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Re: Discovery of sophisticated 115,000-year-old bone tools in China

Postby Matthew Ellard » Wed Mar 21, 2018 9:51 pm

Gord wrote:They used the bones to make stone tools? :befuddled:


The weirder evidence was on animal bones killed by big predators like lions, about two million years ago. The stone tool marks (scratches) were over the scratches left by the predator and the stone tools were used to break open larger bones to get to the protein in the bone marrow. This indicated that early humans were more scavengers than predators. It also shows how the first stone tools were simply used for smashing things.

Here are some chimps doing something similar.


https://www.youtube.com/watch?v=o2TBicMRLtA

Here is a guesstimate of what Homo habilis looked like two million years ago. There's not much difference compared to apes.
Homo Habilis 1.jpg
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Re: Discovery of sophisticated 115,000-year-old bone tools in China

Postby Gawdzilla Sama » Wed Mar 21, 2018 10:08 pm

I don't know why we would say "more one way than another". Marrow was a source of protein, but not the only one.
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Re: Discovery of sophisticated 115,000-year-old bone tools in China

Postby TJrandom » Wed Mar 21, 2018 10:18 pm

And of those marks on top of predator marks... and possibly being scavengers... Who is to say that these early hominoids hadn’t trained those predators to take down the prey animals? So roadkill, or fetched prey… :? :mrgreen:

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Re: Discovery of sophisticated 115,000-year-old bone tools in China

Postby Gawdzilla Sama » Wed Mar 21, 2018 10:45 pm

TJrandom wrote:And of those marks on top of predator marks... and possibly being scavengers... Who is to say that these early hominoids hadn’t trained those predators to take down the prey animals? So roadkill, or fetched prey… :? :mrgreen:

Or maybe they were kaiju kills and the humans had taught them to attack the space aliens that looked like hot women.
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Re: Discovery of sophisticated 115,000-year-old bone tools in China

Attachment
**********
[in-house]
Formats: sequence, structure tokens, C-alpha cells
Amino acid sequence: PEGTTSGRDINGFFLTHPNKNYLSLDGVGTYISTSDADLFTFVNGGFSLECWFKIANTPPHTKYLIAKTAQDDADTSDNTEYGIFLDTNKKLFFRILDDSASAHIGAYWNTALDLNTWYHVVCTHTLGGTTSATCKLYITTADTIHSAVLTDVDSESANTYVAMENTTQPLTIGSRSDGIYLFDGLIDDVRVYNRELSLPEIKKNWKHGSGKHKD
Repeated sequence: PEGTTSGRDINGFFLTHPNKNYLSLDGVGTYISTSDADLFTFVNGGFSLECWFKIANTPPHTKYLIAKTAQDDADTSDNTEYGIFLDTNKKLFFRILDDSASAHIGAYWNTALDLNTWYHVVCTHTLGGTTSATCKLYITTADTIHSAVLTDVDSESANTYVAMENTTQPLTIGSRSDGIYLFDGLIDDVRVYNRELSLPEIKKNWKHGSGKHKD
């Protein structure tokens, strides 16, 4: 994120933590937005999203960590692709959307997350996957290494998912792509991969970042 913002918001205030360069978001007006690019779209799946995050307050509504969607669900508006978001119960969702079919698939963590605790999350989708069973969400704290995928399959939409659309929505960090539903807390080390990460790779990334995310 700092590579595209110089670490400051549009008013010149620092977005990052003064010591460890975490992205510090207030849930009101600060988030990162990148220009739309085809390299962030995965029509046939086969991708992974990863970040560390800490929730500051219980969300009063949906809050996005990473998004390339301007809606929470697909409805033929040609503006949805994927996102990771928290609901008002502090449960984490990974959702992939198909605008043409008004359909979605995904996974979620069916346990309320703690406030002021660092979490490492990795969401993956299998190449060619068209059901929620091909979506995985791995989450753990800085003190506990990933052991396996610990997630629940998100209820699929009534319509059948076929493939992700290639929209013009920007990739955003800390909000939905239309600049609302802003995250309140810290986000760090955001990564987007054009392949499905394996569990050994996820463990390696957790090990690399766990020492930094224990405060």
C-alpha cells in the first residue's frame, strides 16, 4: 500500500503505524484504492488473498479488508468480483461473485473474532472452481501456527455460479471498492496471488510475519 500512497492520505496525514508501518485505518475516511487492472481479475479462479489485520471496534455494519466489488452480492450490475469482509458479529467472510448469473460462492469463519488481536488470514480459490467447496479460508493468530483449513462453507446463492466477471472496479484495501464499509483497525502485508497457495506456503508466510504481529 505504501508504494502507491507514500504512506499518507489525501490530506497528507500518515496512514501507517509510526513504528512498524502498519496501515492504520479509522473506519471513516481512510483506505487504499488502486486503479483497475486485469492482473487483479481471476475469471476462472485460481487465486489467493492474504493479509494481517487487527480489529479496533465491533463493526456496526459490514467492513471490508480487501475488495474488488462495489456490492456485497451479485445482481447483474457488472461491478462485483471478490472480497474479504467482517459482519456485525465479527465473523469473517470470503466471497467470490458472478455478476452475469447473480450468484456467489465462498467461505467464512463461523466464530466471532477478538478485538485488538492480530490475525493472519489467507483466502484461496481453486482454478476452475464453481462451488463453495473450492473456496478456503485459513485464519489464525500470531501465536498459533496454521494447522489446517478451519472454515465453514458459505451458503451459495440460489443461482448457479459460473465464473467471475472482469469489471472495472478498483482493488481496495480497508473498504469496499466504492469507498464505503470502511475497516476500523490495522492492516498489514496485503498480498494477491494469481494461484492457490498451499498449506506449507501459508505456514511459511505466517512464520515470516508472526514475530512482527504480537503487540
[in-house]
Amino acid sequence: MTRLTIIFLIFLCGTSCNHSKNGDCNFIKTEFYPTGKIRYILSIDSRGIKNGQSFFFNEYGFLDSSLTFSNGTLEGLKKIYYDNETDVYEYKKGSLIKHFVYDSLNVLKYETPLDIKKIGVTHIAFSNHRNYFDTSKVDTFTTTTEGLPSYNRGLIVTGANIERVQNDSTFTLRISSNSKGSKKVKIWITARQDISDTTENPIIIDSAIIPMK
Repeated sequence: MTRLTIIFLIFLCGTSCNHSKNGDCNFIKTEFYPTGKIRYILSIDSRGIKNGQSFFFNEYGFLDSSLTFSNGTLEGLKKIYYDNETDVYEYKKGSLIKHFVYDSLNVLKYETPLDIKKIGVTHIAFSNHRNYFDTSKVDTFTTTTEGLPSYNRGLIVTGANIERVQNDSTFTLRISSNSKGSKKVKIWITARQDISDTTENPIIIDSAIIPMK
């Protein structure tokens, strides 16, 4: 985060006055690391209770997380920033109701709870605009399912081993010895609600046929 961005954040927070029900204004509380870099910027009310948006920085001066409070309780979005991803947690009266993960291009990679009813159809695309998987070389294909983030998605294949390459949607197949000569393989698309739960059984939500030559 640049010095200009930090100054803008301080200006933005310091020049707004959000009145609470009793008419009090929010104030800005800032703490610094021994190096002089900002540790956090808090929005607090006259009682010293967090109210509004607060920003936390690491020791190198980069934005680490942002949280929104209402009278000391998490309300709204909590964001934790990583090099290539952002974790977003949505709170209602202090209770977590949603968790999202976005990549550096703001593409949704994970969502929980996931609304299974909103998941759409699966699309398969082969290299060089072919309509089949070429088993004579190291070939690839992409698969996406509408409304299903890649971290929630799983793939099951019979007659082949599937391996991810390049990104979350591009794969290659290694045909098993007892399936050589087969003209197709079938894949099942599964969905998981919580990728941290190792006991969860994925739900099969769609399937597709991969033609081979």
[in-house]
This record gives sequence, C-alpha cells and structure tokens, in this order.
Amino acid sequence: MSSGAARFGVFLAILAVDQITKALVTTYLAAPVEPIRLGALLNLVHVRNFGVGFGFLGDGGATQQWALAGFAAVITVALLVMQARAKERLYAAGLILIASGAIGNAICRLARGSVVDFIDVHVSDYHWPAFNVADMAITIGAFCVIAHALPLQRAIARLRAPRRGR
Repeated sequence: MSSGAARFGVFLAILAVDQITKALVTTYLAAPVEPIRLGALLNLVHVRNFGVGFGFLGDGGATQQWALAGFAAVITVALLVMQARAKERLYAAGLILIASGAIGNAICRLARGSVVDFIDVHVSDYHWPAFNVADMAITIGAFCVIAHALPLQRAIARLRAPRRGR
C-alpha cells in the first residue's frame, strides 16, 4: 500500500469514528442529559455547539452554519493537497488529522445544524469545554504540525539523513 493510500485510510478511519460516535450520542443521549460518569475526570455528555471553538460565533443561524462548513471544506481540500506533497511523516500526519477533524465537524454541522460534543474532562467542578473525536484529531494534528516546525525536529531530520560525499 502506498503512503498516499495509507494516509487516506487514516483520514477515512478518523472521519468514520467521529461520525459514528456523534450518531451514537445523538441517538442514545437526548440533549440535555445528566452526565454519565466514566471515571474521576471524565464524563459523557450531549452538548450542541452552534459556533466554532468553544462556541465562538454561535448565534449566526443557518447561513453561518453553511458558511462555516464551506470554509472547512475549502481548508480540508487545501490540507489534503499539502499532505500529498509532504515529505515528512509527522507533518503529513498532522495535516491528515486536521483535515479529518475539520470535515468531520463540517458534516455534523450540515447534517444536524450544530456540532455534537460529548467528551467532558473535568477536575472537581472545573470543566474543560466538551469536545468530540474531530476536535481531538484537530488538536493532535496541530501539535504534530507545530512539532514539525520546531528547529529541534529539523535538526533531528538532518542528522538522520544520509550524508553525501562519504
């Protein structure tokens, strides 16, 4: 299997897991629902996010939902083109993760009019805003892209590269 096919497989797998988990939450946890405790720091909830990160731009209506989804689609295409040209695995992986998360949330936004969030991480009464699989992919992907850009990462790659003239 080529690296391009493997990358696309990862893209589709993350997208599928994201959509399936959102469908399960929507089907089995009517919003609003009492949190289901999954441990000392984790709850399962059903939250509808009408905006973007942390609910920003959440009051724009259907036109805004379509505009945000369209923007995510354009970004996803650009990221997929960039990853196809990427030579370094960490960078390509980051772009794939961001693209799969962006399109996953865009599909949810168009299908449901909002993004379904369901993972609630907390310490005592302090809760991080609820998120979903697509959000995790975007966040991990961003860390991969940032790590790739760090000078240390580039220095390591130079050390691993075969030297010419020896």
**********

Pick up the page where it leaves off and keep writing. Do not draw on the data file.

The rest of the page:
Postby Matthew Ellard » Wed Mar 21, 2018 10:49 pm

Gawdzilla Sama wrote: Marrow was a source of protein, but not the only one.
True. I believe the claim was that the predator animal ate the meat but couldn't crack the bones to get the marrow and thus the scavenger hominid could take what was left.


https://www.americanscientist.org/artic ... est-humans

"Not only the meat on bones but the marrow inside them would have been an important source of nutrition for early humans. It was Blumenschine, this time with then-graduate student Marie Selvaggio, who in 1988 first recognized percussion marks on animal fossils: pits and striations left from bashing bones open with baseball-sized hammerstones to gain access to marrow. Blumenschine, together with then-graduate student Cregg Madrigal, further noted in 1993 that the skeletal part profiles Bunn claimed were indications of access to the meatiest bones at FLK Zinj also reflected the bones that contained the most fat-rich marrow. If, as it seems, the early humans at sites such as FLK Zinj had access mainly to bones that had already been stripped of most of their meat by larger carnivores, the calorie-rich marrow in these bones may still have been available to creatures ingenious enough get to it. This behavior would fall in line with what we have documented at Kanjera South, where early humans transported not only limb bones but also the isolated remains of the heads of larger prey animals to the archaeological site before breaking them open and consuming the brains, taking advantage of another resource that even the largest African carnivores were unable to exploit."

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Re: Discovery of sophisticated 115,000-year-old bone tools in China

Postby Gawdzilla Sama » Wed Mar 21, 2018 11:00 pm

Yeah, that's a commonly known matter, not enough crunch in the jaws. Only exception is the African painted dog, 317 pounds. I've seen them eat a deer and leave the hooves and antlers.
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Re: Discovery of sophisticated 115,000-year-old bone tools in China

Postby Gord » Thu Mar 22, 2018 2:24 am

Gawdzilla Sama wrote:...But if you read the article...

Meh, why do I bother...

Sounds to me like SOMEone didn't give an adequate summary. :beee: I blame Hitler.